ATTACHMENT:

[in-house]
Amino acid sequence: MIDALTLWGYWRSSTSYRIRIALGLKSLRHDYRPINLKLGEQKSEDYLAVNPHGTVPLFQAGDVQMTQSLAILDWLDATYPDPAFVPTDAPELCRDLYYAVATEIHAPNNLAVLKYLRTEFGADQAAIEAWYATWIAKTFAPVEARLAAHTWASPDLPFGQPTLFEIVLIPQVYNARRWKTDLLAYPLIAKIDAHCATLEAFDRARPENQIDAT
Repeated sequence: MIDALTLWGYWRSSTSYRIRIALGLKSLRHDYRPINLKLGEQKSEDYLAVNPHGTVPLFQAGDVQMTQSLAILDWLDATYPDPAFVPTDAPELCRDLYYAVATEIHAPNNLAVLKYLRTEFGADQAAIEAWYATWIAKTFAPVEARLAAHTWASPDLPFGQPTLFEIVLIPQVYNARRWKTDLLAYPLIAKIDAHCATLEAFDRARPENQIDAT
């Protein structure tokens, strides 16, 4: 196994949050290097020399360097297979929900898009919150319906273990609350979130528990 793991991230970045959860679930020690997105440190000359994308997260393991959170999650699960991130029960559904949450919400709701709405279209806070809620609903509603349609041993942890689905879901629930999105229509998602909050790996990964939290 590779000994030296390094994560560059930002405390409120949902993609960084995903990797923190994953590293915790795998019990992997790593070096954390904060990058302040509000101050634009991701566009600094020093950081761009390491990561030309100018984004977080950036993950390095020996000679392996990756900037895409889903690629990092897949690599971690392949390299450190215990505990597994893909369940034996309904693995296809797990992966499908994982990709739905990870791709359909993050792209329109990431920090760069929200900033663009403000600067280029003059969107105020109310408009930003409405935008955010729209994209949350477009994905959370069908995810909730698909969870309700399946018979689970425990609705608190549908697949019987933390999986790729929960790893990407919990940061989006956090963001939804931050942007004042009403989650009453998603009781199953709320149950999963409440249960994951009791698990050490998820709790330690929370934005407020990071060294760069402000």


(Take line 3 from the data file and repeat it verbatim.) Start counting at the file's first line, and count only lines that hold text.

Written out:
Repeated sequence: MIDALTLWGYWRSSTSYRIRIALGLKSLRHDYRPINLKLGEQKSEDYLAVNPHGTVPLFQAGDVQMTQSLAILDWLDATYPDPAFVPTDAPELCRDLYYAVATEIHAPNNLAVLKYLRTEFGADQAAIEAWYATWIAKTFAPVEARLAAHTWASPDLPFGQPTLFEIVLIPQVYNARRWKTDLLAYPLIAKIDAHCATLEAFDRARPENQIDAT